Wednesday, 17 Dec 2003


A beautiful day! The mountain (Tahoma/Rainier) is out in all her glory, the wind is down, and the water is calm. I wish I could grab the kayak and head for the west side of the island to visit the Dall’s porpoise or the pod of orcas rumored to be hanging around. But nooo, duty calls.

Roasted some wonderful coffees last night. I had just gotten some Kona coffee from my friends Cea and Bob Smith in Hawaii. They aren’t certified as organic or shade grown but in fact they are both; they care passionately about their lives and the lives that depend on their land. Cea often grumbles about not being able to have their farm certified as Fair Trade, as they certainly pay their employees fair wages and utilize sustainable methods of growing. One of the key reasons Fair Trade was started was to level the playing field for the small farmers who make up the majority of coffee growers but who often have the game weighted against them because they are poor and disorganized. Being able to get Fair Trade prices for their coffee is only one of the benefits. The community fostered in the process strengthens them and allows them to help each other.

I had an interesting conversation yesterday with a director of a company that trades carbon credits — a process that may become more difficult because the U.S. has abandoned the Kyoto Protocol. I’m sure there are some who see carbon trading as avoiding an essential responsibility, but it can encourage the maintenance and restoration of forests. This could be particularly important to coffee farmers, especially the ones who got conned into believing that if they modernized and put in sun hybrid plants, the greater yields would give them a significant advantage. It never happened, and as the volume of coffee in the world market grew, they were left with chemical-dependent soil and plants and no way to return to the sustainable shade-grown farms they once had. Carbon credits might stimulate replanting of these farms and pay these farmers for the conversion. It also might be a way to monitor the canopy cover conditions and thus create shade coffee certification at no charge to the farmers. Somnio, ergo sum.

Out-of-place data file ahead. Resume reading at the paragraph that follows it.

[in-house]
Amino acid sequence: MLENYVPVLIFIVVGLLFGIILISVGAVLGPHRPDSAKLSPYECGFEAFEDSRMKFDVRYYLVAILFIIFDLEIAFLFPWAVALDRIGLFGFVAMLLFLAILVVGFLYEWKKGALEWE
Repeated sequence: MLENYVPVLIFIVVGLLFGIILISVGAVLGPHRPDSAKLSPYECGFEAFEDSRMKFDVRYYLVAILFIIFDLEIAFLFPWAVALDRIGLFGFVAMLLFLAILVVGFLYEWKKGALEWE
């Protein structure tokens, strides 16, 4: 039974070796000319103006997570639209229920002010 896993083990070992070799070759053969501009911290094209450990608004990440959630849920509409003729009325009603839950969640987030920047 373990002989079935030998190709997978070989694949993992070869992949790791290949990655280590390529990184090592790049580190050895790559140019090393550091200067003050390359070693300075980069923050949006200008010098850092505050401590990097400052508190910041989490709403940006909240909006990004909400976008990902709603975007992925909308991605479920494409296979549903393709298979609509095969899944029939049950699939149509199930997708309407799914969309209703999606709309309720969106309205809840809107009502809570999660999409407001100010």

Today we also tackle the year-end newsletter, which of course has the necessary donation pitch. Because we are a public charity, a 501(c)3, we are dependent on the kindness of strangers. If you’d like to receive our newsletter you can sign up here. We promise not to bug you with too-frequent dunning.

Our associate Jason Werle has been honing his videography technique in anticipation of his trip to Coffee Country in January. We’ll post pix and Quicktime movies on our website when he returns (if you’re on our mailing list, we’ll let you know via our newsletter — hint, hint). We’ll be working out the itinerary today and tomorrow and figuring out what kinds of shots and interviews we’ll need. All of this will eventually be combined into a DVD, as I mentioned in yesterday’s entry.

If you’re interested in visiting Coffee Country yourself, please contact our friend Kimberly Easson’s company Java Ventures. They will show you beautiful country and the wonderful people who grow our coffee. Kimberly is also a key person at TransFair USA, the Fair Trade certifying organization.

Gotta go. Time and the Washington State ferry wait for no one. Hasta manana.